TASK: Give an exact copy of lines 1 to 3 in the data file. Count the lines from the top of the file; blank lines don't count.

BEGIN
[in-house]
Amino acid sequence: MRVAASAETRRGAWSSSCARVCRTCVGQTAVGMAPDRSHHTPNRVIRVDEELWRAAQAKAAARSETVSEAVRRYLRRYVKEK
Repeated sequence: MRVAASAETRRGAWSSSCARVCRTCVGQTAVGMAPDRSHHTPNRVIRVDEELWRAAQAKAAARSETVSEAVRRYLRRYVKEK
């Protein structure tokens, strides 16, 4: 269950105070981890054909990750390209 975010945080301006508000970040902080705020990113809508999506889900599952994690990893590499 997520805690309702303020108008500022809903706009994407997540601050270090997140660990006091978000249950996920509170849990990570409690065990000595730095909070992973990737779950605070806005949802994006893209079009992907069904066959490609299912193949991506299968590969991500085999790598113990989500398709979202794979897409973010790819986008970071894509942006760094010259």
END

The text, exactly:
[in-house]
Amino acid sequence: MRVAASAETRRGAWSSSCARVCRTCVGQTAVGMAPDRSHHTPNRVIRVDEELWRAAQAKAAARSETVSEAVRRYLRRYVKEK
Repeated sequence: MRVAASAETRRGAWSSSCARVCRTCVGQTAVGMAPDRSHHTPNRVIRVDEELWRAAQAKAAARSETVSEAVRRYLRRYVKEK